IAccessible2 for Dummies

Written By: Peter Abrahams
Content Copyright © 2007 Bloor. All Rights Reserved.
Also posted on: Accessibility

I am still a relative newcomer to the accessibility world. The advantage this gives me is that I can understand the difficulty some people have in understanding what all the fuss is about. This has become particularly clear in the last week or so when I have been researching IAccessible2 (IA2) and the accessibility of the Second Life (SL) client.

IA2 is the new standard API for Assistive Technology, such as screen readers, to communicate with applications like browsers or editors. It has been developed by IBM and donated to the Free Standards Group. The need for a new standard arose because the existing API, MSAA (Microsoft Active Accessibility), was insufficient for todays needs.

But my first question was why do you need an API for Assistive Technology (AT) at all? People not immersed in accessibility look at AT technology, especially screen readers, and marvel at the quality of the voice and how it manages to pronounce words correctly (most of the time) and very clever it is. However the really tricky part is extracting the information from the application. This is not just the text but also relevant contextual information such as:

  • This text is a heading.
  • These bits of text are actually part of a table and these are the row and column headings.
  • This is a hyper link and this is the long description.
  • This is a pie chart and here are the sizes and descriptions of the slices.
  • This text is green and underlined.

The AT got this information either through MSAA, which when called would provide some of this information, or by non-standard methods of going below the covers and looking at other information (e.g, the base HTML). As the applications, browsers, editors etc., brought out new releases the non-standard methods tended to break and the AT had to be modified before the disabled person could use the new release. Also any new application, for example the SL Client, would only be supported as far it supported MSAA and any extensions would not be supported at all unless the AT vendor added extra code and support.

In fact I have missed out one bit of the jigsaw and that is the proper creation of the content. For example if a Word document does not use styles to define headings, then an editor/reader application can not know it is a heading and can not pass this information on to the AT. So although it may look like a heading on the screen to a sighted user it is just another bit of vocalised text to a screen-reader user.

To make AT work effectively requires all three parts to work together and understand each other:

  1. well formed content that is understood by
  2. an application that supports a standard API to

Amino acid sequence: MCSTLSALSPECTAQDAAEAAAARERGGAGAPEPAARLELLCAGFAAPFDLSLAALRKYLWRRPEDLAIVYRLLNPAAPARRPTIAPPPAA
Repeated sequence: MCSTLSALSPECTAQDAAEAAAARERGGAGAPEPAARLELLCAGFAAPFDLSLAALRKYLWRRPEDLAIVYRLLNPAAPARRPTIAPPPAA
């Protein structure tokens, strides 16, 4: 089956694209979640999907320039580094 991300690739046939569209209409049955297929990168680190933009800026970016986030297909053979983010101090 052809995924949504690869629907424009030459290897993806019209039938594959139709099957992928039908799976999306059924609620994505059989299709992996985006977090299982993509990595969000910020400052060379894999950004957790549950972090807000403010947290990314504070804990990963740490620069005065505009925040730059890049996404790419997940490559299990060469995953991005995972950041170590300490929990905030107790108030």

3. the assistive technology

The requirement by many municipalities, especially the Commonwealth of Massachusetts, to support accessibility of open standards such as Open Document Format (ODF) meant that there was a real need to improve on MSAA. IA2 is designed to meet that need. With IA2 an ODF editor or viewer can describe to AT any artefact that can be defined using ODF; so the IA2 API includes calls that give descriptive information about tables and their rows, columns and cells. This means that an AT that understands IA2, talking to an editor that supports IA2, can render, or vocalise, anything in the ODF document. This is a significant improvement over MSAA where the AT would need to go under the covers.

The IA2 specification means that the AT will be able to interface with the application purely through the API and will not need to go under the covers. This is at least the intent, the problem obviously is if the application includes an artefact that is not defined in the IA2 specification. For example the SL client includes a whole variety of artefacts—avatars, landscape, objects etc.—that are not defined in IA2 at the moment.

This is a never ending story; the current release of IA2 provides the ability for consistent content, application and AT based around ODF. In the immediate future the requirement will be for the development of applications and AT that supports this new standard and we have seen some announcements in this area already.

The next step must be to look at what other artefacts should be defined and included in the IA2 specification. SL and other multiverses that are in existence must be an important area to look into so that AT does not lag too far behind the rest of technology. The great benefits of IA2, being an open standard, is that it can be extended as required by the market. In the case of multiverses the specification should not only include the IA2 API for the AT but also a standard for proper ‘tagging’ of the artefacts.